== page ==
On Enterprise Library
Having been a consultant for the last few years, I’ve been in many organizations, seen many application architectures, and met many developers. What saddens me is that far too few developers/consultants in the Microsoft space are digging the Patterns & Practices group in Microsoft. To a large extent, I think this issue is directly tied to how “easy” Microsoft has made the .Net development process. Certainly, it’s quite easy to learn .Net, especially with the visual designers and drag-and-drop controls, but to write an enterprise application involves quite a bit more than building some of the samples out of a book and calling it a day.
I’ve consistently found that companies will continue to roll their own data access layers simply out of ignorance. Ignorance of the Enterprise Library, which is designed to be pretty much plug and play in so far as providing some infrastructure to common application needs. The case for Enterprise Library is fairly straight forward, in my opinion, but I’m amazed that so few developers I’ve come across actually know what it is and how to properly utilize (or even at least offer some alternatives (I myself prefer log4net for logging, but it’s generally tougher to get companies to use open source projects vs. Microsoft products)). But even aside from Enterprise Library, there are a number of great solutions to the common problem of data acccess, including NHibernate and EntitySpaces (formerly dOOdads). While certainly, uptake and acceptance of third party solutions should expectedly be low, there’s no reason why developers are not utilizing Enterprise library, aside from ignorance, NBH (Not Built Here) syndrome, and arrogance (“I can do it better”). This isn’t to say that there is never the case for rolling your own solution, but you better make damn sure that you can come up with a convincing argument other than the three just listed.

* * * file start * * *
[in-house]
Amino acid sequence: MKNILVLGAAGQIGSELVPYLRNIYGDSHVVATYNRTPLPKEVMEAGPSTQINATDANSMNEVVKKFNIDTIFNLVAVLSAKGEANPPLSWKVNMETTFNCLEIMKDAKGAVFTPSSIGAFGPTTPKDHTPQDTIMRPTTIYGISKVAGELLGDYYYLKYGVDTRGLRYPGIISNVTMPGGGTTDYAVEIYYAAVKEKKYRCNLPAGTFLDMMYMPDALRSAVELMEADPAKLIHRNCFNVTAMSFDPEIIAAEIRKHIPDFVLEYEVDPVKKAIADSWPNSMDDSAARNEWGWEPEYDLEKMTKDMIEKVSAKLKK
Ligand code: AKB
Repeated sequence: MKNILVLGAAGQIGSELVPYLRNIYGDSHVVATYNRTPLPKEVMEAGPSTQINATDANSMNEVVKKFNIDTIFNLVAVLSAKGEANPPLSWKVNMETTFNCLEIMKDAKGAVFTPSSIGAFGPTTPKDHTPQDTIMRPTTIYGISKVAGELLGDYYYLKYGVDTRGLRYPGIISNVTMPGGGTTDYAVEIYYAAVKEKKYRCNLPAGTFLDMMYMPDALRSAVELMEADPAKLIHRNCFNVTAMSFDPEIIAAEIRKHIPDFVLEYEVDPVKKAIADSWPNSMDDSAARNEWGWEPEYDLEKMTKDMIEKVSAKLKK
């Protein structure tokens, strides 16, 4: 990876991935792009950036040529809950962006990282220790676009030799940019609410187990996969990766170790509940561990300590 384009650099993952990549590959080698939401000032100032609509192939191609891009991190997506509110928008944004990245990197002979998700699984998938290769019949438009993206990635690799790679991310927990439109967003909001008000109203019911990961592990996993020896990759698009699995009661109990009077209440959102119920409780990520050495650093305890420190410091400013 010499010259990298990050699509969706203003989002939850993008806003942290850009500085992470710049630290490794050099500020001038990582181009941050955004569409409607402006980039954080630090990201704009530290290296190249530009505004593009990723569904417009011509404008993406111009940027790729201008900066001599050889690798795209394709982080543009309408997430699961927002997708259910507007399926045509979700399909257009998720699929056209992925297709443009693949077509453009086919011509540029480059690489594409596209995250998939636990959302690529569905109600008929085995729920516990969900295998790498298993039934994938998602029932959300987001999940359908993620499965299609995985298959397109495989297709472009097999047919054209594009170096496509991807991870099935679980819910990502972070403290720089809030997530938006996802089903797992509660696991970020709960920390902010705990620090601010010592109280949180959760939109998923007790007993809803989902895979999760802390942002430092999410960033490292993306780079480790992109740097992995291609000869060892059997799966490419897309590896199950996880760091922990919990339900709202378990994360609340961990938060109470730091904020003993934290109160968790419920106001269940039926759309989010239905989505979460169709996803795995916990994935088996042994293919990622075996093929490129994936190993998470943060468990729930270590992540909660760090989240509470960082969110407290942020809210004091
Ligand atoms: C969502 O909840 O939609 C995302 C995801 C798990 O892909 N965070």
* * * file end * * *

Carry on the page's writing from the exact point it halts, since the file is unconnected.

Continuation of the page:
On a more fundamental level, while .Net is generally considered a far more productive framework to utilize, as compared to Java or unmanaged code, it is also a lazier lanaguage that requires the developer to know less about architecture and designing software solutions. Combined with Microsoft’s history with classic ASP and VB6, you end up with a lot of “.Net developers” who continue to write VB6 style applications and only use classes to demarcate the boundaries for a function set. There is a tremendous lack of understanding of object oriented programming concepts in almost every single organization I’ve worked with (with the lone exception being Factiva, where two of the developers in my group were really top notch). Seriously, ask some developers what the C# keywords abstract, virtual, and interface mean and you are guaranteed to get either looks of bewilderment or some off the wall answers.